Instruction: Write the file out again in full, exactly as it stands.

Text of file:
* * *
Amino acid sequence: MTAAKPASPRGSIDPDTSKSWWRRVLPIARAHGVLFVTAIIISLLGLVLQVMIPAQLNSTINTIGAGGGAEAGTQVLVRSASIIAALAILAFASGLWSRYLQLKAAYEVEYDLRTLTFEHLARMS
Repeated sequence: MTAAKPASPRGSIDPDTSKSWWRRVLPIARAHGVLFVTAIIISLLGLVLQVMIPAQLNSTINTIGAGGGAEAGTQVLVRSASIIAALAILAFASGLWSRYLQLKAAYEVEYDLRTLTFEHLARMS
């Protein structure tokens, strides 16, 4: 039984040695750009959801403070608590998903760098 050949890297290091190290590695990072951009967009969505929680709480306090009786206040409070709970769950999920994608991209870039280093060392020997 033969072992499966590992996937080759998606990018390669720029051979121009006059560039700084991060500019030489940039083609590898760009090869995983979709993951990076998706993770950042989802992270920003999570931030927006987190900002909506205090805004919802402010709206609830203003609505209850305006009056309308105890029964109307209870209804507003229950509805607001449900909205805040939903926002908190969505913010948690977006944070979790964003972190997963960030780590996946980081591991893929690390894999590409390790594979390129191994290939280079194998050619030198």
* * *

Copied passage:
Amino acid sequence: MTAAKPASPRGSIDPDTSKSWWRRVLPIARAHGVLFVTAIIISLLGLVLQVMIPAQLNSTINTIGAGGGAEAGTQVLVRSASIIAALAILAFASGLWSRYLQLKAAYEVEYDLRTLTFEHLARMS
Repeated sequence: MTAAKPASPRGSIDPDTSKSWWRRVLPIARAHGVLFVTAIIISLLGLVLQVMIPAQLNSTINTIGAGGGAEAGTQVLVRSASIIAALAILAFASGLWSRYLQLKAAYEVEYDLRTLTFEHLARMS
């Protein structure tokens, strides 16, 4: 039984040695750009959801403070608590998903760098 050949890297290091190290590695990072951009967009969505929680709480306090009786206040409070709970769950999920994608991209870039280093060392020997 033969072992499966590992996937080759998606990018390669720029051979121009006059560039700084991060500019030489940039083609590898760009090869995983979709993951990076998706993770950042989802992270920003999570931030927006987190900002909506205090805004919802402010709206609830203003609505209850305006009056309308105890029964109307209870209804507003229950509805607001449900909205805040939903926002908190969505913010948690977006944070979790964003972190997963960030780590996946980081591991893929690390894999590409390790594979390129191994290939280079194998050619030198």